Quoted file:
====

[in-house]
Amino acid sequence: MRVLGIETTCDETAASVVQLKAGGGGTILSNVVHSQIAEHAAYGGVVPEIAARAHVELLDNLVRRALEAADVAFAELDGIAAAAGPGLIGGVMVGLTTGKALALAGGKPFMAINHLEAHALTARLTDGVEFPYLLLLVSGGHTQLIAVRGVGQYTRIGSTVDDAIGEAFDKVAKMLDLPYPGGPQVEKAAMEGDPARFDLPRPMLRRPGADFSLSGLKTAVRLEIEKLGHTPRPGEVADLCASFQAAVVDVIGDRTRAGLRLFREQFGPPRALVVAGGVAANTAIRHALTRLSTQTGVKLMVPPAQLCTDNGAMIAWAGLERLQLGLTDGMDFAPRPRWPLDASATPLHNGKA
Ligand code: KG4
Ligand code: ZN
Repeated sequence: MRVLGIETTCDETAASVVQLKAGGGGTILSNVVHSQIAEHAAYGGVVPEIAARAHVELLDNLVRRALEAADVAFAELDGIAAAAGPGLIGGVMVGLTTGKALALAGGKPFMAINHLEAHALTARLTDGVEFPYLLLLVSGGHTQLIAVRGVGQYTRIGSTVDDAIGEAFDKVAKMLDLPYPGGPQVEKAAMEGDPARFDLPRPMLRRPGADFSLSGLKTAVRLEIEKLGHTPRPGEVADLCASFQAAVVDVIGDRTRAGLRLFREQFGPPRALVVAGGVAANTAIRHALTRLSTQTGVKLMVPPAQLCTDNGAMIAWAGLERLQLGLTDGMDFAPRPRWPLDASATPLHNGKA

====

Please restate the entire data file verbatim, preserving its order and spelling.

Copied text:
[in-house]
Amino acid sequence: MRVLGIETTCDETAASVVQLKAGGGGTILSNVVHSQIAEHAAYGGVVPEIAARAHVELLDNLVRRALEAADVAFAELDGIAAAAGPGLIGGVMVGLTTGKALALAGGKPFMAINHLEAHALTARLTDGVEFPYLLLLVSGGHTQLIAVRGVGQYTRIGSTVDDAIGEAFDKVAKMLDLPYPGGPQVEKAAMEGDPARFDLPRPMLRRPGADFSLSGLKTAVRLEIEKLGHTPRPGEVADLCASFQAAVVDVIGDRTRAGLRLFREQFGPPRALVVAGGVAANTAIRHALTRLSTQTGVKLMVPPAQLCTDNGAMIAWAGLERLQLGLTDGMDFAPRPRWPLDASATPLHNGKA
Ligand code: KG4
Ligand code: ZN
Repeated sequence: MRVLGIETTCDETAASVVQLKAGGGGTILSNVVHSQIAEHAAYGGVVPEIAARAHVELLDNLVRRALEAADVAFAELDGIAAAAGPGLIGGVMVGLTTGKALALAGGKPFMAINHLEAHALTARLTDGVEFPYLLLLVSGGHTQLIAVRGVGQYTRIGSTVDDAIGEAFDKVAKMLDLPYPGGPQVEKAAMEGDPARFDLPRPMLRRPGADFSLSGLKTAVRLEIEKLGHTPRPGEVADLCASFQAAVVDVIGDRTRAGLRLFREQFGPPRALVVAGGVAANTAIRHALTRLSTQTGVKLMVPPAQLCTDNGAMIAWAGLERLQLGLTDGMDFAPRPRWPLDASATPLHNGKA